I was in a local bookstore a few days ago and ran across a book called Do Hard Things. It was written by two teenagers and targeted to high school kids, but the message could be aimed at anyone. It is touted as a rebellion against low expectations.
As I flipped through the book, I found myself thinking about how at times I have a tendency to settle for less than my best. How much easier is it to do the minimum rather than do something difficult?
- Why go through the pain of getting up early to exercise when you could sleep?
- Why rock the boat at work when you can ignore the problem and hope it will eventually take care of itself?
- Why have that difficult conversation with an estranged friend?
You see, the world doesn’t really expect a lot from us. Hold a job, pay taxes, stay out of trouble, that’s about it. We all know we’ll be better off for taking on the diffcult things in life, though. Fear of failure, laziness, lack of time, there are a million reasons not to do it. For me its a fear of failure that keeps me from stepping up. It takes about ten seconds for me to start worrying. What if I screw it up? What will everyone say? I come up with about 10 reasons I can’t do something instead of focusing on the 20 reasons I can do it.
So how about you? What is it that you need to do?
Go ahead, make a list of three things you’ve been putting off because they’re going to be hard, really hard. Put the list on your mirror. Tape it to your dashboard. Find a close friend to help keep you accountable. Make progress each day toward at least one of the things on your list. As you make progress step by step, the fear you feel will diminish. The thing you thought would be so grueling, so demanding, so IMPOSSIBLE — will actually happen.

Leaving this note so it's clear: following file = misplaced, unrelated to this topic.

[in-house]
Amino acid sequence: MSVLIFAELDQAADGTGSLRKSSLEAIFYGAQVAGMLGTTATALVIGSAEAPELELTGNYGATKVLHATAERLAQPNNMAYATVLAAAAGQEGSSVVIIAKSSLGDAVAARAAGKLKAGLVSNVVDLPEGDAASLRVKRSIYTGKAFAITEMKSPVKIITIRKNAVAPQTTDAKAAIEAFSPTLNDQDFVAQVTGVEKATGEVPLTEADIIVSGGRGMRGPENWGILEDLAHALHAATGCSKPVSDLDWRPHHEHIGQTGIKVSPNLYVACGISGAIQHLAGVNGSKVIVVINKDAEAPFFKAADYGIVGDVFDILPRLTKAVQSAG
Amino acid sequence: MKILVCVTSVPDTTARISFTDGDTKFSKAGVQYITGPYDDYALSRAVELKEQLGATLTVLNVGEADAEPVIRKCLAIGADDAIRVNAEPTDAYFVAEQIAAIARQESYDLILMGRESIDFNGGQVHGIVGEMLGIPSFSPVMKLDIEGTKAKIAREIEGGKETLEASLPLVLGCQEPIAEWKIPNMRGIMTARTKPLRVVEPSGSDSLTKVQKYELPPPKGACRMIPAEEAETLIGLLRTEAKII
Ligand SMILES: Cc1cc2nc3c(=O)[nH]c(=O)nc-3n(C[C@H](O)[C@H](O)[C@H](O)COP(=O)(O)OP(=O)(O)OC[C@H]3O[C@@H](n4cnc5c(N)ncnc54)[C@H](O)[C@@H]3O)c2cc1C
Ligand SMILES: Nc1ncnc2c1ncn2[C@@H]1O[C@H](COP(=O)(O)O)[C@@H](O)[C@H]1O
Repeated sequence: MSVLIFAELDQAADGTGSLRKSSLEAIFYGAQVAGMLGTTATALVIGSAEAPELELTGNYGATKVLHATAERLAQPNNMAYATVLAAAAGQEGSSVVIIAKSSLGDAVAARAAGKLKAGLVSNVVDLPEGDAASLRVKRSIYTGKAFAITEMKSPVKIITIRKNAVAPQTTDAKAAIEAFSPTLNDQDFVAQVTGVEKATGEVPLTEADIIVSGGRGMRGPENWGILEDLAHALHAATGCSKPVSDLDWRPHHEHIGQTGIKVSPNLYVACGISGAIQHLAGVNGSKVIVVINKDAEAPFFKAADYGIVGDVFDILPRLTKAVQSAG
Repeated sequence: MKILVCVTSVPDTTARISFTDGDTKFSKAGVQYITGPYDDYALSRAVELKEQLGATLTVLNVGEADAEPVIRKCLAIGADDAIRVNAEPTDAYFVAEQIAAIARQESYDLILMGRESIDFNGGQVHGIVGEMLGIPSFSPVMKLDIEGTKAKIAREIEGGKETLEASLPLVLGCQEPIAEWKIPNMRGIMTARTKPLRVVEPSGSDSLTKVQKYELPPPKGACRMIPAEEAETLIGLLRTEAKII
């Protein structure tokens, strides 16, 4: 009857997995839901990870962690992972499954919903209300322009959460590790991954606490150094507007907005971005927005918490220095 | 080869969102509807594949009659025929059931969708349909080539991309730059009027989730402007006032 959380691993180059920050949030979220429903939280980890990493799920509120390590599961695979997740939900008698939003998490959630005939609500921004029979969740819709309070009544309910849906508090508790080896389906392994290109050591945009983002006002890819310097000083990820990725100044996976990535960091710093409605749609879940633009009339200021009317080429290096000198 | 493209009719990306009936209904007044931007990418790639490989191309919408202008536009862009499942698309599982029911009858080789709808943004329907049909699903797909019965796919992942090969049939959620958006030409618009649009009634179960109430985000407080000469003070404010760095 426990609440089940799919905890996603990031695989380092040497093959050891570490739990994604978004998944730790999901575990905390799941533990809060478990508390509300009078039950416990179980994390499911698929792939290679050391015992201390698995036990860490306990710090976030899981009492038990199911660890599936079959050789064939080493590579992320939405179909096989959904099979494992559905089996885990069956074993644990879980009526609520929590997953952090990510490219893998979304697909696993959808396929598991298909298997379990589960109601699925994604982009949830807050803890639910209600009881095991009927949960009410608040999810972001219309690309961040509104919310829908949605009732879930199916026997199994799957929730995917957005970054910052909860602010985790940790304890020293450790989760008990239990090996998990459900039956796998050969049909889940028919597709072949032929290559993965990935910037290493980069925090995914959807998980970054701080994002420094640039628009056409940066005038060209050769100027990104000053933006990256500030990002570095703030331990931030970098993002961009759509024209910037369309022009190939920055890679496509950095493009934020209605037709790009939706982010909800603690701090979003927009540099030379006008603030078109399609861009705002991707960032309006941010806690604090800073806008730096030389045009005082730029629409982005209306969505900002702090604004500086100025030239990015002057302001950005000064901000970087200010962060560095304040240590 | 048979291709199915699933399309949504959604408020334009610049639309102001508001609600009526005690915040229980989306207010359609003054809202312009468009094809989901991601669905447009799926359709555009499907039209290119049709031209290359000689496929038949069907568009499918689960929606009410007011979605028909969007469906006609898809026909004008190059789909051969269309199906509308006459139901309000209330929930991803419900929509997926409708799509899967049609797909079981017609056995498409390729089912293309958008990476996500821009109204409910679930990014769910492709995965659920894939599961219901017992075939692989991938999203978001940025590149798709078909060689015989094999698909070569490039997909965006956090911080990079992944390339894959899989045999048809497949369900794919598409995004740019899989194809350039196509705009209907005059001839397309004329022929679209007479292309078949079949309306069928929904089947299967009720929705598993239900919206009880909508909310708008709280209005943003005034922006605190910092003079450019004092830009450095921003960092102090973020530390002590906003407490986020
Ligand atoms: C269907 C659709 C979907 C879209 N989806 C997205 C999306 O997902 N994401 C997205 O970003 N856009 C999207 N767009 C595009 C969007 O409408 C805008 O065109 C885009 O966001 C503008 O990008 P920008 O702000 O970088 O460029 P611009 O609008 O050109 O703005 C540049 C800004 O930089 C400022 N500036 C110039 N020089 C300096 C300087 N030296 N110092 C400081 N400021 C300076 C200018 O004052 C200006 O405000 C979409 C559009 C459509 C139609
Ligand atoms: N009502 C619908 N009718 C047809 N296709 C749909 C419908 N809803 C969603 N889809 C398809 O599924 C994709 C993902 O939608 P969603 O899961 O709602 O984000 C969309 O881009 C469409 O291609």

“Far better it is to dare mighty things, to win glorious triumphs, even though checkered by failure, than to take rank with those poor spirits who neither enjoy much nor suffer much because they live in the gray twilight that knows neither victory nor defeat. It is not the critic that counts; not the man who points out how the strong man stumbles, or where the doer of deeds could have done them better. The credit belongs to the man who is actually in the arena, whose face is marred by dust and sweat and blood; who strives valiantly, who errs, and comes short again and again, because there is no effort without error and shortcoming; but who does actually strive to do the deeds.”
The back cover of the book, Do Hard Things, summed it up for me.
“Most people don’t expect you to understand what we’re going to tell you in this book [to do the difficult things in life]. And even if you understand, they don’t expect you to care. And even if you care, they don’t expect you to do anything about it. And even if you do something about it, they don’t expect it to last.
Well, we do.”
Image by: Geri-Jean Blanchard